04:51
and again, same size here for functions stack frame. We have 08048443 Here.
05:02
That's a return address that hopefully string copy will overwrite correctly for us.
05:09
We'll continue to the third break point.
05:15
All right, so we have our 40 ones are nine A's. This should be a return address.
05:21
We disassemble
05:25
overflowed.
05:30
We should have 0804834
05:35
And we look at the command. What we told it. 0804834
05:43
But if we actually look at our return address here, it's F for 830408
05:49
What has gone wrong here?
05:53
Well,
05:55
it's not exactly backwards. But if you remember that in Hexi Decimal two characters make up a bite. It looks like we're backwards. Bite by bite. So F four is first. Should be at the end.
06:09
A three second
06:11
here are four and then you're eight.
06:15
Who again? By my bite It's backwards. If we remember back a couple of videos ago, we had 1 41 off by itself or we still do. It looks like it's the beginning here. And then we have other parts of our staff. Friends have not been over here. Then we have a 41 41 41 41 then we had a no bite
06:33
begin at the beginning,
06:36
so that was a little bit confusing, right? Why that happened again. Looked like things were backwards. And indeed, seeing this, it looks like there is something that is turning things backwards. But my bite.
06:49
So when I first started exploit development, I had no idea what this Wa Sai had not paid enough attention operating systems class, no doubt.
06:58
And I was very confused, and I spent lots of time trying to figure out why my exploit wasn't working. So if you learn one thing about actually development, just learned this.
07:08
This is something called Indian s. So this comes from
07:11
but called Gulliver's Travels. Gulliver on one of his travels, ends up in a place called Layla Put that has
07:17
a war going on with one of their neighbors over which side of the egg you should crack. So people who say you should crack that began of the egg are big Indians, people who say you she cracked a little end our little Indians.
07:31
So we have kind of the same thing in computer science. So that is Indian. This
07:38
spelled like this. So
07:41
Indian nous so not like people from India or Native Americans, so with an E. So if you're not familiar with Indian, this encourage you to google it. There are white papers and Wikipedia and such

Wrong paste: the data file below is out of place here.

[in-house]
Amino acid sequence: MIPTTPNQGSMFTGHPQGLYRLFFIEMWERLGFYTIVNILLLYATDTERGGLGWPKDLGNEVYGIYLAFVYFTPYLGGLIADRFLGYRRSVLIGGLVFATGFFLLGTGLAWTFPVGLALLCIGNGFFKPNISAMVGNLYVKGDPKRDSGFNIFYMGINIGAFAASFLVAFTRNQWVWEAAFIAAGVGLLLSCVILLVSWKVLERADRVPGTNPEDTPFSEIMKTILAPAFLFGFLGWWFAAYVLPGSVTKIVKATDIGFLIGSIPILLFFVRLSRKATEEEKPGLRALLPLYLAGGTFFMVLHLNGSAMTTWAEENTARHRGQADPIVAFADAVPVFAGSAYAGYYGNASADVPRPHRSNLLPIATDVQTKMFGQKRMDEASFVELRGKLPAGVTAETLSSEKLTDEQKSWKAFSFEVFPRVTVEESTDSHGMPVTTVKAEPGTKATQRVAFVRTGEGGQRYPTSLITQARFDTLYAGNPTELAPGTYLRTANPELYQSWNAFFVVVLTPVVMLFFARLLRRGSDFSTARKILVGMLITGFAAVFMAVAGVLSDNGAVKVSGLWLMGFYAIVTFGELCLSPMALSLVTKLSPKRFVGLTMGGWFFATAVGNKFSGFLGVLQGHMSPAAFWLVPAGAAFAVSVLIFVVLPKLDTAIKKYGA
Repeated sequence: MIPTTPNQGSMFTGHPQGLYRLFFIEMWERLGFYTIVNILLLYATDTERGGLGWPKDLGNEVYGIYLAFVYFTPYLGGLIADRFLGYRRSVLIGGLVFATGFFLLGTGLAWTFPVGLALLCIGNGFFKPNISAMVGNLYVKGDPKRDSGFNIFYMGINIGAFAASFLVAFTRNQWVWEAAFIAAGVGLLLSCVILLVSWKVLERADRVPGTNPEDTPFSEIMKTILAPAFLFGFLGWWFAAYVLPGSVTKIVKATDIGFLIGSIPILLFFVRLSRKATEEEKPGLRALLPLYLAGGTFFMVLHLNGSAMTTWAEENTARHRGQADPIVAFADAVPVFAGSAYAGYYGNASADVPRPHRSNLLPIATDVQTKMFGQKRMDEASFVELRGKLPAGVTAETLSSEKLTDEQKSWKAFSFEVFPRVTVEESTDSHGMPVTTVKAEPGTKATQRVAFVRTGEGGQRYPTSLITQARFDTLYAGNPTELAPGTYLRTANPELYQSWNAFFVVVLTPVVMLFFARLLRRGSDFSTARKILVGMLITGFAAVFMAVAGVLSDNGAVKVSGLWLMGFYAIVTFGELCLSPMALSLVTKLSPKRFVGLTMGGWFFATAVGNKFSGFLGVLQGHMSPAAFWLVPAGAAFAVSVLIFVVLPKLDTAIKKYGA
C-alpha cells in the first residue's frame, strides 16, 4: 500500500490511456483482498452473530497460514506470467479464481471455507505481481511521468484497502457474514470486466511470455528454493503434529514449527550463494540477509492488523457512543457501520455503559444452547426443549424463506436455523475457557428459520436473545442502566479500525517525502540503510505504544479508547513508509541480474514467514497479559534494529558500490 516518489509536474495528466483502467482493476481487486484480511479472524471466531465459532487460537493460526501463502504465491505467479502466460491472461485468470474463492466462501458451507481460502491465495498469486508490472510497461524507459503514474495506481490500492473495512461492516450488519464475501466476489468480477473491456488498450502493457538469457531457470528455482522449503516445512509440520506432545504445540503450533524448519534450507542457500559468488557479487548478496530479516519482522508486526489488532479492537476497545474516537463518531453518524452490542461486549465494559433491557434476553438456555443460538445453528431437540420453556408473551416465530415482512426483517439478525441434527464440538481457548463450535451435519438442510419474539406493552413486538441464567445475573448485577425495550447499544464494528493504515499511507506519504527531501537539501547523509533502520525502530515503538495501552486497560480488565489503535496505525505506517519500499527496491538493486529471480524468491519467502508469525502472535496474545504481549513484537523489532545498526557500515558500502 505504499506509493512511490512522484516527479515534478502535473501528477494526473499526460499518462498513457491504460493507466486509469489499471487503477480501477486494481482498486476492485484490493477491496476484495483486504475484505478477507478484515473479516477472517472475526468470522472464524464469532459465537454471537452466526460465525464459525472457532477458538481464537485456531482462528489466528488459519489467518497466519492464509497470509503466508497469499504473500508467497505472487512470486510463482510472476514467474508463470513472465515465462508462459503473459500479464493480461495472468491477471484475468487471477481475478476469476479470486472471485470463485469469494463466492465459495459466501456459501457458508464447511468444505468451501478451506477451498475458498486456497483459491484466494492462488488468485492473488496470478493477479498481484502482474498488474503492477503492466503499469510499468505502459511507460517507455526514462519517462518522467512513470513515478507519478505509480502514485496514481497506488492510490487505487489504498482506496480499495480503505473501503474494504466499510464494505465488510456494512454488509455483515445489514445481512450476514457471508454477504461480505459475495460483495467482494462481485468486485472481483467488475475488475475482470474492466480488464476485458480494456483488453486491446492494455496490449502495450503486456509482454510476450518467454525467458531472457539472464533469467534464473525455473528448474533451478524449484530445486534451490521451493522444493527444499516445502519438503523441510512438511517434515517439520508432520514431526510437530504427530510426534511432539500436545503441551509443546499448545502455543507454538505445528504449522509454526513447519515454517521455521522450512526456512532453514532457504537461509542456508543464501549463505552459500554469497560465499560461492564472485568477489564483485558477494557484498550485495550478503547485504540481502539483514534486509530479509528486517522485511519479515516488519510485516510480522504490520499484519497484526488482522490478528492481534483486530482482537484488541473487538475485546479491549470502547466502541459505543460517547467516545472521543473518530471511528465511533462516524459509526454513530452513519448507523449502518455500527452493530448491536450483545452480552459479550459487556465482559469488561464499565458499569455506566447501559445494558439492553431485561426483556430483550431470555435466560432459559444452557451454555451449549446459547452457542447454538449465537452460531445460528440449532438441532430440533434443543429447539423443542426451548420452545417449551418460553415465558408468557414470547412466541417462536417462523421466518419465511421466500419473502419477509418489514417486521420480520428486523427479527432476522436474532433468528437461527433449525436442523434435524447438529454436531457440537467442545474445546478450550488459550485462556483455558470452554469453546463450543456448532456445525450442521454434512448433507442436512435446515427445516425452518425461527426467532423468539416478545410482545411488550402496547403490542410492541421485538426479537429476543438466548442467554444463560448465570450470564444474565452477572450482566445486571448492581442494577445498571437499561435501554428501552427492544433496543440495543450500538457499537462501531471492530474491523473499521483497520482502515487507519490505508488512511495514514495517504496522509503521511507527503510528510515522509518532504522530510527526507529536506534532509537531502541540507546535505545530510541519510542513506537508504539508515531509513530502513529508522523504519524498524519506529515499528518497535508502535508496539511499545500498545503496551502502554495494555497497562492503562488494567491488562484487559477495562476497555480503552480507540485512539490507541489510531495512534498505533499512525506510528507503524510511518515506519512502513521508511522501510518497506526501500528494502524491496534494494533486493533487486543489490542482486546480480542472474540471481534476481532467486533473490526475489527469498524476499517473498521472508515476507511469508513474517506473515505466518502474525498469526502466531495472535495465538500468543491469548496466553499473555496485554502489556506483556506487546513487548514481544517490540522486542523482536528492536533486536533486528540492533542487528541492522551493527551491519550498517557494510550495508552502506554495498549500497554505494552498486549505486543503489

07:53
there are platforms that use big Indian as well. Platforms that use little Indian never really come up with a good answer as to why one is better than the other. Everything I read in the White Papers. Pretty say it makes really no difference in terms of, like speed and things that would
08:09
should matter to people who are designing chips. So as far as I can tell, it's really just a preference of the chip developers. But
08:16
our until architecture here is little Indian. Chances are most of the chip showing that working with are going to be a little Indian. But it may be big. You'll no doubt if you try every platform, a form you can get your hands on run into something that is big Indian, where you will not have to flip the bites around, but
08:33
just is a good rule of thumb. I just remember
08:35
chances are a little Indian, so all I need to do to take into account my little Indian. This is just flip our beds around, take the least significant bite and put it first,
08:46
and most significant bite will be laughed. So again, just flip it around, bite by bite.
08:52
You don't really need to know
08:54
the details of how and wise makes a difference to the chip, but again,
08:58
if you're interested, I encourage you to look up Indian. This
09:03
And if you could come up with a good reason why one is better than the other, that I can stop saying in my videos, that doesn't really make a difference.
09:11
All right, so even effect here, let's go back to our
09:18
run command and slip these around that we can just say continue on. It does, indeed crash.
09:24
So instead of going to 0804834 trust good at 4830408 minutes backwards and that's not mapped, overflowed or in fact, it's not mapped anywhere. So we didn't get our segmentation fault.
09:41
So again, let's go up to a run command.
09:45
Now we just want to put these bites around. Not too hard to do.
09:52